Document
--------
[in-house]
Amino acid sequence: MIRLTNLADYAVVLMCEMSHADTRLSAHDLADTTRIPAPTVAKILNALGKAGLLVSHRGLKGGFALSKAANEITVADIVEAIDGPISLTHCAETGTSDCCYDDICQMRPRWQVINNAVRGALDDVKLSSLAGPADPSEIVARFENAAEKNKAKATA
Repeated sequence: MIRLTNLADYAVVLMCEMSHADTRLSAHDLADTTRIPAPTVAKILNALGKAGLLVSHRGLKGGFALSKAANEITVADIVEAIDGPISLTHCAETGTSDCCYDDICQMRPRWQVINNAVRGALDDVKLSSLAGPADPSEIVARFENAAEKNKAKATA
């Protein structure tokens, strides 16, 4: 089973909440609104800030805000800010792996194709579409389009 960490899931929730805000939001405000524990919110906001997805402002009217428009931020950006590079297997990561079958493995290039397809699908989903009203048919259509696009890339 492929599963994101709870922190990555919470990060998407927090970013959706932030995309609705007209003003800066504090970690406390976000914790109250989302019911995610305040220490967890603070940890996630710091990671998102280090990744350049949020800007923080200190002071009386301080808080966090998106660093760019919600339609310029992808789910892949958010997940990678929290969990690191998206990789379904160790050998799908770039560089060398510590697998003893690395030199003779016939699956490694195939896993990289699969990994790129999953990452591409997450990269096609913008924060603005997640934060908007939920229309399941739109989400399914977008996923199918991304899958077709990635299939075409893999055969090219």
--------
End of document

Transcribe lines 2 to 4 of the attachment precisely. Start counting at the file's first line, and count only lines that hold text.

Amino acid sequence: MIRLTNLADYAVVLMCEMSHADTRLSAHDLADTTRIPAPTVAKILNALGKAGLLVSHRGLKGGFALSKAANEITVADIVEAIDGPISLTHCAETGTSDCCYDDICQMRPRWQVINNAVRGALDDVKLSSLAGPADPSEIVARFENAAEKNKAKATA
Repeated sequence: MIRLTNLADYAVVLMCEMSHADTRLSAHDLADTTRIPAPTVAKILNALGKAGLLVSHRGLKGGFALSKAANEITVADIVEAIDGPISLTHCAETGTSDCCYDDICQMRPRWQVINNAVRGALDDVKLSSLAGPADPSEIVARFENAAEKNKAKATA
């Protein structure tokens, strides 16, 4: 089973909440609104800030805000800010792996194709579409389009 960490899931929730805000939001405000524990919110906001997805402002009217428009931020950006590079297997990561079958493995290039397809699908989903009203048919259509696009890339 492929599963994101709870922190990555919470990060998407927090970013959706932030995309609705007209003003800066504090970690406390976000914790109250989302019911995610305040220490967890603070940890996630710091990671998102280090990744350049949020800007923080200190002071009386301080808080966090998106660093760019919600339609310029992808789910892949958010997940990678929290969990690191998206990789379904160790050998799908770039560089060398510590697998003893690395030199003779016939699956490694195939896993990289699969990994790129999953990452591409997450990269096609913008924060603005997640934060908007939920229309399941739109989400399914977008996923199918991304899958077709990635299939075409893999055969090219």